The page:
4. Nazi sympathizer, Carl Schmitt’s views represent the roots of socially conservative, right-wing thinking: human nature is evil and ordinary humans need to be controlled by authorities who are not godless. His views coincide with the social psychology which is engendered within class societies, a social psychology which results in the social formation of an authoritarian personality character structure. Socialist humanists like Eric Fromm have developed a dialectically opposite position from Schmitt and reactionary philosophers like Heidegger. As opposed to right-wing, conservative thinking, Fromm found that human nature was instinctually connected to an urge for freedom, an urge which had to be continually tampened down within the political power hierarchies of class, sex, race and so on, so that the power of rulers and their ideas could remain in charge of the majority, the wealth producers of society, the working class of the modern world.

    Eric Fromm on the social psychology of fascism:
    The love for the powerful and the hatred for the powerless which is so typical for the sado-masochistic character explains a great deal of Hitler’s and his follower’s political actions. While the Republican government thought they could “appease” the Nazis by treating them leniently, they not only failed to appease them but aroused their hatred by the very lack of power and firmness they showed.
    –Erich Fromm, Escape From Freedom, pg 256-257
    Hitler’s — and for that matter, Mussolini’s — “revolution” happened under protection of existing power and their favorite objects were those who could not defend themselves. One might even venture to assume that Hitler’s attitude toward Great Britain was determined, among other factors, by this psychological complex. As long he felt Britain to be powerful, he loved and admired her. His book gives expression to this love for Britain. When he recognized the weakness of the British position before and after Munich his love changed into hatred and the wish to destroy it. From this viewpoint “appeasement” was a policy which for a personality like Hitler was bound to arouse hatred, not friendship.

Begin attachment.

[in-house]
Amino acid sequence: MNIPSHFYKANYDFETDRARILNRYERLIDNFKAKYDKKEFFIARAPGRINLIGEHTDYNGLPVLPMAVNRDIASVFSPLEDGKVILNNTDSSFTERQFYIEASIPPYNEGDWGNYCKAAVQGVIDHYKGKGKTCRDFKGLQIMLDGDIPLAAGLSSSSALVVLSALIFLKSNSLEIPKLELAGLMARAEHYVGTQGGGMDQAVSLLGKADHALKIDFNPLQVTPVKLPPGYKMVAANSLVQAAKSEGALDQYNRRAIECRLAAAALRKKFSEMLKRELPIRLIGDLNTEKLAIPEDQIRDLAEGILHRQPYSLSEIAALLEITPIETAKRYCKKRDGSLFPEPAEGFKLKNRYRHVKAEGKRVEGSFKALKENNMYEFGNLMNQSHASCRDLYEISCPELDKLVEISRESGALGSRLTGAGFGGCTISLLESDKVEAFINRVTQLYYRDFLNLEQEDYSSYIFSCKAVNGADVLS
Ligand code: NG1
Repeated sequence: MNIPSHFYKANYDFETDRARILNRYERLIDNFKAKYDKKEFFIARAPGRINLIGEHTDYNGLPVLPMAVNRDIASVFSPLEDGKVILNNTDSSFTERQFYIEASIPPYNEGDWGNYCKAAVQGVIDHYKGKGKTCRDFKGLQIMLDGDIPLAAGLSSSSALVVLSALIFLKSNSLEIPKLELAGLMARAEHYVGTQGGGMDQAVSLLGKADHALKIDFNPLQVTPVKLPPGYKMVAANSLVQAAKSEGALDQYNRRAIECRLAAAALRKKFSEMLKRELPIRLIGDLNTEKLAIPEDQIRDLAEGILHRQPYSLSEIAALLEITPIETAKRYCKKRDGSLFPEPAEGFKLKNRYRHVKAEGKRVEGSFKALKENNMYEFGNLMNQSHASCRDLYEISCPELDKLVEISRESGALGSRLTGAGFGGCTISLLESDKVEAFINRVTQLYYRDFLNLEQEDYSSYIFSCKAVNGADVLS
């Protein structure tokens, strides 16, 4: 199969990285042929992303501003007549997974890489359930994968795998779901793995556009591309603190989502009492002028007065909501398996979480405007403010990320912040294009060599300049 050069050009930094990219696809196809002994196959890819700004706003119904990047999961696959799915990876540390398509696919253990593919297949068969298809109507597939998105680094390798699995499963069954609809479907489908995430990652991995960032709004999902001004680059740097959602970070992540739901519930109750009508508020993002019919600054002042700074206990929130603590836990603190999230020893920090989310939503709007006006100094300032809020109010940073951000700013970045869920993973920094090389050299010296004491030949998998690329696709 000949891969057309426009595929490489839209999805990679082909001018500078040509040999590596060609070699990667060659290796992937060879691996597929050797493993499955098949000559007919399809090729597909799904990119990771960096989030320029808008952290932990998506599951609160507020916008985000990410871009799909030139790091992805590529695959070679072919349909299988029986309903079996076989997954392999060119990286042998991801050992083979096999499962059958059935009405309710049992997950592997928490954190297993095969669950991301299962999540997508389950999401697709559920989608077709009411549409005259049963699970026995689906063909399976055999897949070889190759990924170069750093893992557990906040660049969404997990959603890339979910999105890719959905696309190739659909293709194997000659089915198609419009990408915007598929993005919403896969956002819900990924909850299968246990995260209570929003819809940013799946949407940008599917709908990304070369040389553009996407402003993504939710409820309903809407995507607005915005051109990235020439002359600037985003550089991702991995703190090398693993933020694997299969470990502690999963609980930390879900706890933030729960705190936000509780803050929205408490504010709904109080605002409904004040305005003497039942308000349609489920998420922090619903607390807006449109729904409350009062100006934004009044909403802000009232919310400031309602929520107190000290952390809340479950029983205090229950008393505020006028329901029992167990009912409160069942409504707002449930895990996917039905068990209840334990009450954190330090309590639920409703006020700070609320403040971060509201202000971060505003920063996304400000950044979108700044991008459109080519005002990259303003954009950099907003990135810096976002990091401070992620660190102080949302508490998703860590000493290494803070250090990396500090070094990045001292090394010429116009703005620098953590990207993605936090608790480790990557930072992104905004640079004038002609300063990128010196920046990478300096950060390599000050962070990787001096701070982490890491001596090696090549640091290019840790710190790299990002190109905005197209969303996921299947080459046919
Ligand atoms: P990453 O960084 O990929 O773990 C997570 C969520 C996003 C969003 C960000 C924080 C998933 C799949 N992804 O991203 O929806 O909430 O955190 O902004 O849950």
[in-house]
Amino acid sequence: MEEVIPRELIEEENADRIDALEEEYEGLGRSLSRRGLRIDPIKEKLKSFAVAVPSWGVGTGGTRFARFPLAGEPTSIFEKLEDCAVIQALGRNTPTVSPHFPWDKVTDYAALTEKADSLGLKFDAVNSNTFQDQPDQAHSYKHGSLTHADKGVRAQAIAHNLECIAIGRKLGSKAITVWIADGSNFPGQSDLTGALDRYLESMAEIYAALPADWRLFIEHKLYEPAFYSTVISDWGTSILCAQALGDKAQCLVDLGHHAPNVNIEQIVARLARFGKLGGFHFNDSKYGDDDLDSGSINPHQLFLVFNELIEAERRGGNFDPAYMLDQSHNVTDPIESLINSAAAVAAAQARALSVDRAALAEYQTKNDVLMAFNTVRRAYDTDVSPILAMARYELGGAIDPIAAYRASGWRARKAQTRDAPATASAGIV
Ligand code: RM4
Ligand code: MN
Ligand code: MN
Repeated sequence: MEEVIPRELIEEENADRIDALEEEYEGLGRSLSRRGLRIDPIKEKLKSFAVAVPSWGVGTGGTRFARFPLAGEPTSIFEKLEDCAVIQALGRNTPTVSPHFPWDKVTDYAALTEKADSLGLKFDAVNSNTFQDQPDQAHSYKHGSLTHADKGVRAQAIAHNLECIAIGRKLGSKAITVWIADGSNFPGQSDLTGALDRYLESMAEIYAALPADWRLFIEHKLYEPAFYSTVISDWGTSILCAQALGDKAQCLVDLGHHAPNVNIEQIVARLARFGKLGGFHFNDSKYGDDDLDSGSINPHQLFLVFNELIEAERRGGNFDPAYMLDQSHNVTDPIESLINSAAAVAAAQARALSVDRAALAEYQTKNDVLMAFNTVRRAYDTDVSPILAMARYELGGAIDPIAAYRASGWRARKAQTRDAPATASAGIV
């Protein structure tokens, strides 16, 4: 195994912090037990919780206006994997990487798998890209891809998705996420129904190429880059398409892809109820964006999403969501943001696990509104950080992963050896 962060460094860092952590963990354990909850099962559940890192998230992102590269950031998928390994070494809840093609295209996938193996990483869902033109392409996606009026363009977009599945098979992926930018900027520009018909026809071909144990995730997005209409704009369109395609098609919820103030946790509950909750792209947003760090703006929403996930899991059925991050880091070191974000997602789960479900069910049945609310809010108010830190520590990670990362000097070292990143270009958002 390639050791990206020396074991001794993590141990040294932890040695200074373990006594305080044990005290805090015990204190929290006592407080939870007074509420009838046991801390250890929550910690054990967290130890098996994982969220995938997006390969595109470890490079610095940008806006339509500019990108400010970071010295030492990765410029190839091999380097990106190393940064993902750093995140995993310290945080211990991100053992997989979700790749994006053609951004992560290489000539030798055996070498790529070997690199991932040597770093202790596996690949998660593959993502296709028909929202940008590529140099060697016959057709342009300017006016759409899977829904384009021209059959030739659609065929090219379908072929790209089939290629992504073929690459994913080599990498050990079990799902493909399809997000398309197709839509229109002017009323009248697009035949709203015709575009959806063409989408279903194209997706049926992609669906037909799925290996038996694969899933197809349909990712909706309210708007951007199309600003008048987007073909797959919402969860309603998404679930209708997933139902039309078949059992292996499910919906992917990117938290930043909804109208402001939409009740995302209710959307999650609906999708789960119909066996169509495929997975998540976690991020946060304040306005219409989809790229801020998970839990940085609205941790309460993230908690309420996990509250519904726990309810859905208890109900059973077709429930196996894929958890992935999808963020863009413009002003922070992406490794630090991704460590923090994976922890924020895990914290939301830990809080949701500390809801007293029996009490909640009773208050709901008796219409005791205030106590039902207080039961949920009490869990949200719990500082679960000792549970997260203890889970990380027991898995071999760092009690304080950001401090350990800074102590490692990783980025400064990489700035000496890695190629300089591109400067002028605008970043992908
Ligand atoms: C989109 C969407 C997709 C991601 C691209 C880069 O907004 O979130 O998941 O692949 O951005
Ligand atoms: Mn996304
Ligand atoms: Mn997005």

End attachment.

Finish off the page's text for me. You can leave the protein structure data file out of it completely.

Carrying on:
–Erich Fromm, Escape From Freedom, pg 257
    Hitler recognizes clearly that his philosophy of self-denial and sacrifice is meant for those whose economic situation does not allow them any happiness. He does not want to bring about a social order which would make personal happiness possible for very individual; he wants to exploit the very poverty of the masses in order to make them believe in his evangelism of self-annihilation.
    –Erich Fromm, Escape From Freedom, pg 259
    Given the psychological conditions, does Nazism not fulfill the emotional needs of the population, and is this psychological function not one factor that makes for its growing stability?
    From all that has been said so far, it is evident that the answer to this question is in the negative. The fact of human individuation, of the destruction of all “primary bonds,” cannot be reversed. The process of the destruction of the medieval world has taken four hundred years and is being completed in our era. Unless the whole industrial system, the whole mode of production, should be destroyed and changed to the preindustrial level, man will remain an individual who has completely emerged from the world surrounding him. We have seen that man cannot endure this negative freedom; that he tries to escape into new bondage which he has given up. But these new bonds do not constitute real union with the world. He pays for the new security by giving up the integrity of his self.
    –Erich Fromm, Escape From Freedom, pg 262-263

  5. I know almost nothing about Social Pscychology, but my feeling is Simonsohn was not objecting to the idea of Social Psychology as an area of study, but rather at sloppy or even dishonest methodology. And in fact feels the study does in fact have value.

    “The more painful allegation, however, is that he is trying to discredit social psychology. He adores his chosen field, he said, funky, counterintuitive results and all. He studied economics as an undergrad … an encounter with the psychologist Daniel Kahneman’s work convinced him to switch fields. He prefers psychology’s close-up focus on the quirks of actual human minds to the sweeping theory and deduction involved in economics.”